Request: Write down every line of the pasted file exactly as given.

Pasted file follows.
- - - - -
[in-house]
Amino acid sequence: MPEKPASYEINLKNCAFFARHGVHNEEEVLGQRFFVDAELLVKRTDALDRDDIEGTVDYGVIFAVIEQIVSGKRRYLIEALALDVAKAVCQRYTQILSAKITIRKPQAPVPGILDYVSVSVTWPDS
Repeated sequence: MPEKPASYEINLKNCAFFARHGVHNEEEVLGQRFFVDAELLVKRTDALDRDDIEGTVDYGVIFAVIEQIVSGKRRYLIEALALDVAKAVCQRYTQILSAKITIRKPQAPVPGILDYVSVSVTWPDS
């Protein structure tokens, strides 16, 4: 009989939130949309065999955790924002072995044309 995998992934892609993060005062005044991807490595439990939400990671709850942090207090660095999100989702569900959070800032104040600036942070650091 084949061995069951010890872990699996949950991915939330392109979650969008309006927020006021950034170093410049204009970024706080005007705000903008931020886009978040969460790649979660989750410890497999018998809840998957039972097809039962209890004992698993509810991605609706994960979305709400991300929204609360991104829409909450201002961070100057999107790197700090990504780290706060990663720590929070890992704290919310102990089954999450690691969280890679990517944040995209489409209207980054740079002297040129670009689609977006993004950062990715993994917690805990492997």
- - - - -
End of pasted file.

[in-house]
Amino acid sequence: MPEKPASYEINLKNCAFFARHGVHNEEEVLGQRFFVDAELLVKRTDALDRDDIEGTVDYGVIFAVIEQIVSGKRRYLIEALALDVAKAVCQRYTQILSAKITIRKPQAPVPGILDYVSVSVTWPDS
Repeated sequence: MPEKPASYEINLKNCAFFARHGVHNEEEVLGQRFFVDAELLVKRTDALDRDDIEGTVDYGVIFAVIEQIVSGKRRYLIEALALDVAKAVCQRYTQILSAKITIRKPQAPVPGILDYVSVSVTWPDS
């Protein structure tokens, strides 16, 4: 009989939130949309065999955790924002072995044309 995998992934892609993060005062005044991807490595439990939400990671709850942090207090660095999100989702569900959070800032104040600036942070650091 084949061995069951010890872990699996949950991915939330392109979650969008309006927020006021950034170093410049204009970024706080005007705000903008931020886009978040969460790649979660989750410890497999018998809840998957039972097809039962209890004992698993509810991605609706994960979305709400991300929204609360991104829409909450201002961070100057999107790197700090990504780290706060990663720590929070890992704290919310102990089954999450690691969280890679990517944040995209489409209207980054740079002297040129670009689609977006993004950062990715993994917690805990492997």